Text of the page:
With 89 million people living in extreme poverty and unemployment soaring to 23.1 percent, a political opposition to President Muhammadu Buhari is shaping up on the promise of restoring federal governance, which was discarded five decades ago.
Ahead of Nigeria's February 16 presidential elections, the political climate is already tense, even among voters, with 84 million people set to go to the polls.
On a recent Thursday, one Abdullahi Yada’u from north central Plateau State, divorced his wife for insisting she would vote for President Muhammadu Buhari.
Yada’u and his divorced wife both voted for Buhari in 2015, but he says he cannot stand his wife maintaining support for the president, accusing the leader of performing poorly.
Under the ruling All Progressives Congress, Buhari is seeking a second term and faces 72 other candidates.
He first came to power nearly four years ago, promising to fight corruption and decimate terrorist group Boko Haram - which has killed more than 30,000 civilians in northeastern Nigeria since 2009.
Instead, Boko Haram and its Daesh splinter group have repeatedly attacked military bases and communities, with the latest attack seeing more than a hundred soldiers killed and weapons seized.
Buhari’s anti-graft war is also largely seen as targeting opposition politicians while shielding corrupt elements in his government.
But for Mustapha Miko, a microbiologist from North West state of Kano, the president will not have his vote again after failing to keep another major promise - to take the country back more than 50 years to a federal system of government.
“I would be shifting [my support] because we need to go back,” said Miko, who has been jobless since 2016.
Though 37, Miko has heard how between 1954 and 1966, Nigeria's political and economic structures offered better opportunities.
“The living standard was better, opportunities were everywhere. Money had value and we didn't import food, we produced abundantly,” confirms 70-year-old Emmanuel Okujagu, a retired primary school teacher in southern Nigeria's Rivers State.
Today, despite huge revenue inflows from crude oil, out of a population of nearly 200 million, 87 million live in extreme poverty - the worst figures globally. Unemployment has soared to 23.1 percent and inflation peaked at 11.28 percent, against -37 percent in 1967.
How did that happen?
Conditions in the Fifties and Sixties are reminisced upon as offering ‘true federalism’, which began with the pre-independence constitution in 1954 and was strengthened by the (post-independence) Republican Constitution in 1963. Both devolved political and economic powers to three component regions which controlled their resources and paid taxes to the centre.
The system drove economic and social development as the regions competed within comparative advantages. Northern Region, for instance, produced grains/staple foods on a large scale; Eastern Region was the coal/oil centre, and Western Region represented cocoa exports.
It was “a foundation that was progressive and solid”, says 69-year-old Jason Osai, a professor of development studies at the Rivers State University of Science and Technology. “Based on that strong foundation and its capacity to motivate productivity, we flourished.”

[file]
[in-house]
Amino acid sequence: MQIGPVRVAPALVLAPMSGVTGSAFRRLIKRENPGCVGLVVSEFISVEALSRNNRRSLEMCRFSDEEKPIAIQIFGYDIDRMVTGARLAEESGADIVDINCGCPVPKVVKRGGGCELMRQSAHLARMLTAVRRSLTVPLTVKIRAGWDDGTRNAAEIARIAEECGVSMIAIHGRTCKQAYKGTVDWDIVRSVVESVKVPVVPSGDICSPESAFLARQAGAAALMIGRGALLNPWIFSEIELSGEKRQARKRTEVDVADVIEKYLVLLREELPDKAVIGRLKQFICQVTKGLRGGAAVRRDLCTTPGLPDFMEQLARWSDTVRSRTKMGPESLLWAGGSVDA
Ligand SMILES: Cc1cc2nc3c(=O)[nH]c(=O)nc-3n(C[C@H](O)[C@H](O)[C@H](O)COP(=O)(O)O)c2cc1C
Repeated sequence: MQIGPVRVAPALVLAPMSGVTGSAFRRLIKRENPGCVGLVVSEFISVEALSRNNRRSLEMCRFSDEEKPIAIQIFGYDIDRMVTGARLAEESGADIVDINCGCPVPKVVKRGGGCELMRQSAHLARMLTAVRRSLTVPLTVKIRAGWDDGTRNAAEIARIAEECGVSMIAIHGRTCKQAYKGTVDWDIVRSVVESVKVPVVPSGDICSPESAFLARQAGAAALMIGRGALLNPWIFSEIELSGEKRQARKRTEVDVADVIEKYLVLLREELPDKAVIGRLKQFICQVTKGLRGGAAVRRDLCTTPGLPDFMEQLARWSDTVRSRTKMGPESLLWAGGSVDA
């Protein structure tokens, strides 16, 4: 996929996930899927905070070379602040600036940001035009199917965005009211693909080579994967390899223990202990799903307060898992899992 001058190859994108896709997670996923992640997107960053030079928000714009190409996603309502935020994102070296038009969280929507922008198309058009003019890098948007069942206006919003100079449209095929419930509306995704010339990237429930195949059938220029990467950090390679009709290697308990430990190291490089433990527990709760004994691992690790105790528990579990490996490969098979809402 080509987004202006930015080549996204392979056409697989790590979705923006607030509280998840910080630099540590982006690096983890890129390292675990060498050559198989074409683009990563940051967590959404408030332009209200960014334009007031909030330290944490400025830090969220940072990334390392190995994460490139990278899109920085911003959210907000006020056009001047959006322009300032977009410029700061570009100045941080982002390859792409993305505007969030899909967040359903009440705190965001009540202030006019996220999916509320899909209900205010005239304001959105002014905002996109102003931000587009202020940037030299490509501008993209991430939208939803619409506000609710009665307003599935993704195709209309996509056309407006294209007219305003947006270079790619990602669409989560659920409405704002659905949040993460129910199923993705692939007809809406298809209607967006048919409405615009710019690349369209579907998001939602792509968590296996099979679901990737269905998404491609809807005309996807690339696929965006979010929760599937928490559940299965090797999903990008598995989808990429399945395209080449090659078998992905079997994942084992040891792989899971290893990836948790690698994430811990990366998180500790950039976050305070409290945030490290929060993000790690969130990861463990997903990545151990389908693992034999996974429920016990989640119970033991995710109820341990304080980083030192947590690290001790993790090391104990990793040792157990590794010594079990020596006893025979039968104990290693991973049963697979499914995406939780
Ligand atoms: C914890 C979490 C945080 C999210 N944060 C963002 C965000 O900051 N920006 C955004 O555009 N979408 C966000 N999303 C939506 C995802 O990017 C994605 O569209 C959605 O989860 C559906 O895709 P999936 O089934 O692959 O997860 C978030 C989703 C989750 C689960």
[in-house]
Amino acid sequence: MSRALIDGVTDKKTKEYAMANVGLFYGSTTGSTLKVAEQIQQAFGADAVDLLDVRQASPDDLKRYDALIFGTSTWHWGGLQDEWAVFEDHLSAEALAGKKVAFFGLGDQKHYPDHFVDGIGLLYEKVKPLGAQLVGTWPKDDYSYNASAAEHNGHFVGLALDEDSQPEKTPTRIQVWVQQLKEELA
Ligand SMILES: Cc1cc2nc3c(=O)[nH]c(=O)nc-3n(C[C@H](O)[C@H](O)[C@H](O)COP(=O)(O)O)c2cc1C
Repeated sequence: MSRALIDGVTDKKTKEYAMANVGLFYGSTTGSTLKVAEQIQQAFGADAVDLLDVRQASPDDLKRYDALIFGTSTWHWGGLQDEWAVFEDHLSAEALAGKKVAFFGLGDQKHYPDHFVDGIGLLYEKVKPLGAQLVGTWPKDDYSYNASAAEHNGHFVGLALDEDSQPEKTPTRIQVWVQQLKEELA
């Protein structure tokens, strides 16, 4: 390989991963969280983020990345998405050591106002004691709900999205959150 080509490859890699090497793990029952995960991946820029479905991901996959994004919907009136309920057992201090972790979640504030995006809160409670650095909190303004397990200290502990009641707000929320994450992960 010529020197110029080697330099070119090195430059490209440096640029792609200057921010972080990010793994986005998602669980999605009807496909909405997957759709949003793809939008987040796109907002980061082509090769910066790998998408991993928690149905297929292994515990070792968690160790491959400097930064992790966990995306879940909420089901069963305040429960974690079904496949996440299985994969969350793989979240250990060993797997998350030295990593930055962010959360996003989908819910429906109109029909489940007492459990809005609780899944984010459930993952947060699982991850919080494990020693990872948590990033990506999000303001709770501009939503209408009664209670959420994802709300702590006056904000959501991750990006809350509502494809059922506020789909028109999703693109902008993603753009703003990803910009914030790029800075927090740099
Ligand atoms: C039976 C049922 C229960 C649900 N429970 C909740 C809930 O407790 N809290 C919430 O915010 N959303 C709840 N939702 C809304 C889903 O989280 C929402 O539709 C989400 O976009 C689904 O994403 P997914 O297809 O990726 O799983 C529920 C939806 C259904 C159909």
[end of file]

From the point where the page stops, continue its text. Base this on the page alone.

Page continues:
But since 1966, when the military seized power, 36 states have been created and regional autonomy dismissed, with ownership and control of all underground resources (such as oil, coal, copper and zinc) centralised.
Upon the return to democracy in 1999, a military-supervised constitution backed further resource centralisation.
The effect has been an overburdened economy tied to crude oil that was discovered in 1958 and still constitutes 92 percent of all foreign earnings, while other mineral resources and sectors, such as agriculture manufacturing, are under-utilised.
Since states are run through monthly oil-derived allocations from central government, most have struggled to survive financially since 2014 when oil prices began to fall, prompting calls for what is called ‘economic restructuring’ - used to mean either a fallback to the previous regional structures, or to allow each state to control its resources.
The aim is to open up the economy through diversification and holistic resource exploration.
However, despite centralised government being linked to the loss of 400 billion dollars in 39 years through massive official corruption, both Buhari and past administrations have ignored calls to initiate constitution review processes for restructuring.
“It’s a chaotic situation and they are benefitting from it,” says Professor Osai. “No one has been patriotic enough and committed to get us back on our foot.”
Recently, Buhari’s government directed citizens desirous of restructuring to go to court, angering voters like Yada’u and Miko who are now aiming to vote restructuring-committed candidates.
Atiku Abubakar of the Peoples Democratic Party, is Buhari's major challenger and the former vice president. He has been a longtime advocate for restructuring and has made it his major campaign promise.
“One of the most important policies I have advocated for in this country is restructuring. Today I stand before you to pledge that within six months, we shall start the process of reconstructing this country,” Abubakar told supporters recently.
“Nigerians need to live, dream and hope again and would readily welcome any message that meets this quality with a rational and superior argument that proves responsibility and not mere empty promises as witnessed in the past,” says Segun Awosanya, an institutional reforms advocate from Lagos, Nigeria's commercial centre.